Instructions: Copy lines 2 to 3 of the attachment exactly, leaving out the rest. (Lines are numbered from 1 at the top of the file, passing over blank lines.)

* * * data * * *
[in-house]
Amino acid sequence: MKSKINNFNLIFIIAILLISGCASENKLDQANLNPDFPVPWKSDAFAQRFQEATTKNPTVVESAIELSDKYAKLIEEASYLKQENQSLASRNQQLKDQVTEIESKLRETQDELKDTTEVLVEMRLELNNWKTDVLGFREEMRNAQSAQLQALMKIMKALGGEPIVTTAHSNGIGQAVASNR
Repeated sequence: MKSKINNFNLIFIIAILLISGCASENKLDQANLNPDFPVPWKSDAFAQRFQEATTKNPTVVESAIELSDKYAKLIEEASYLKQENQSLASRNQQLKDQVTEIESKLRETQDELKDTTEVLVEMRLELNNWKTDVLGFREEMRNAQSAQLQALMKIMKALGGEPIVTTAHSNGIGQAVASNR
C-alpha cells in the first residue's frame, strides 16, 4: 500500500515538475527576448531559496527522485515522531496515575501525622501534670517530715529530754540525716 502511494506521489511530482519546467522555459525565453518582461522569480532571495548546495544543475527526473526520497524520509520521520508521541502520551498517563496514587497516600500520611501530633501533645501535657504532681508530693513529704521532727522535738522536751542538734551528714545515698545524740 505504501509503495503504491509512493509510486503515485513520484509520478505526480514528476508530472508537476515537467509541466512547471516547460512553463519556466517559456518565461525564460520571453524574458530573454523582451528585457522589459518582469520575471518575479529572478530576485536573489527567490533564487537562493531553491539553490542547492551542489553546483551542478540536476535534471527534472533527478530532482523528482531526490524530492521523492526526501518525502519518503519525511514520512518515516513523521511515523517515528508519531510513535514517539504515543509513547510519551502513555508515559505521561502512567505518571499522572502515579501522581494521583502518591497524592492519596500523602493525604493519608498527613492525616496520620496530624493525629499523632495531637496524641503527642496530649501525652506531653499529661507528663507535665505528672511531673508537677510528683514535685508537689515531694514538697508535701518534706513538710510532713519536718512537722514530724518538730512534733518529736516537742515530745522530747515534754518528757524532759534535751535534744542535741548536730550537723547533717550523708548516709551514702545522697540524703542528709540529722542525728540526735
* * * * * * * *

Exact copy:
Amino acid sequence: MKSKINNFNLIFIIAILLISGCASENKLDQANLNPDFPVPWKSDAFAQRFQEATTKNPTVVESAIELSDKYAKLIEEASYLKQENQSLASRNQQLKDQVTEIESKLRETQDELKDTTEVLVEMRLELNNWKTDVLGFREEMRNAQSAQLQALMKIMKALGGEPIVTTAHSNGIGQAVASNR
Repeated sequence: MKSKINNFNLIFIIAILLISGCASENKLDQANLNPDFPVPWKSDAFAQRFQEATTKNPTVVESAIELSDKYAKLIEEASYLKQENQSLASRNQQLKDQVTEIESKLRETQDELKDTTEVLVEMRLELNNWKTDVLGFREEMRNAQSAQLQALMKIMKALGGEPIVTTAHSNGIGQAVASNR